Handbook for the College and University Career Center has attempted to establish several fundamental premises. One of them is that career centers in institutions of higher education are still an evolving organizational form. Their shape, location, scope, and content are intimately linked to the institutional history and purposes that they execute. But within such a context, it is also obvious that career centers are institutional forms that connect elements of the past, the present, and the future in service to college students, adolescents, adults, and other constituent groups.
College and university career centers are contemporary organizations that combine the historic commitment to placement of graduates as an institutional priority with the more recent concern with helping students with their career development needs as they proceed from entry to college, to choice of a major, to preparation for placement. As college and university career centers have become increasingly comprehensive in their purposes, constituencies, and services, the need for planning and for enlarged visions of their contributions to the campus community as a whole has intensified.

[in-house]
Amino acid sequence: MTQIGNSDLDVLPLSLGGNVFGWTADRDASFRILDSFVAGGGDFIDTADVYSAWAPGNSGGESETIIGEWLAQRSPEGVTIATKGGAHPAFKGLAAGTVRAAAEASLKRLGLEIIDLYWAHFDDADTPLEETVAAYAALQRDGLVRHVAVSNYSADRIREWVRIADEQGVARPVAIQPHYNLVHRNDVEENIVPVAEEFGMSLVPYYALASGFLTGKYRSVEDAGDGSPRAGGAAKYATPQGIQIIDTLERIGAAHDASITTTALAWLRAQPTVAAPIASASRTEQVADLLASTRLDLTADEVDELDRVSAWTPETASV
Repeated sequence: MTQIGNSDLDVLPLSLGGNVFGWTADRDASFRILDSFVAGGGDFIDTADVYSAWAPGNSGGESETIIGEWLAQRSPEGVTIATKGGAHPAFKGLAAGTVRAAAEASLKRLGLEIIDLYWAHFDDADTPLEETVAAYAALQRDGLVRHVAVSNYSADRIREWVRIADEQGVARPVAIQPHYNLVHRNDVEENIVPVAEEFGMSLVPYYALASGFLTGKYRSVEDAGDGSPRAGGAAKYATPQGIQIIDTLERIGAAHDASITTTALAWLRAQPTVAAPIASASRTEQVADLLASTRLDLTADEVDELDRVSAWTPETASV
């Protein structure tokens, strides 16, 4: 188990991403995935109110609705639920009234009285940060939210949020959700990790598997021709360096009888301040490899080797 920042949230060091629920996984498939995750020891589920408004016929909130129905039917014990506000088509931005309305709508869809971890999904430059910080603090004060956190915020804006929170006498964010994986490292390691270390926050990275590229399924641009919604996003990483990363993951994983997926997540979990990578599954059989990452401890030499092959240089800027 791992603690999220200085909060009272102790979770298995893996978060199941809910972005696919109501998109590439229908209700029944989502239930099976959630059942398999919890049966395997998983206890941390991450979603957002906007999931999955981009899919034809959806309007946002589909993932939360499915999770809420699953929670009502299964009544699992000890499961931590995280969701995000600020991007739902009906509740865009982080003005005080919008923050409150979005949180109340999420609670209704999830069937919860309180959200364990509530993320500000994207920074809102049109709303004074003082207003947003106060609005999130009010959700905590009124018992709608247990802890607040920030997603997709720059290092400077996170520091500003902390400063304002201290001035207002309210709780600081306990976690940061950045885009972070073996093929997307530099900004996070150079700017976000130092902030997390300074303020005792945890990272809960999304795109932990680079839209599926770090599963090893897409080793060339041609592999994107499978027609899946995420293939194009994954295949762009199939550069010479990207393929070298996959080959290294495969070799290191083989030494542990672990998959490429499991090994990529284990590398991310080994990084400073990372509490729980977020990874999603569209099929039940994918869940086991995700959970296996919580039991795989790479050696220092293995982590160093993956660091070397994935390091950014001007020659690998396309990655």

A second major and overriding premise of this reference is that career centers must be planned; they are far too important, for too many college students, to their total education and their transition from college to the next educational, career, or social step to be allowed to arise spontaneously and grow amorphously. Without planning, they are inefficient and possibly wasters of precious resources; without planning, their utility for their constituents may be far less than it might or should be. Once attributed to Albert Einstein was the remark: "I never think of the future. It comes soon enough." Whether or not this remark is apocryphal,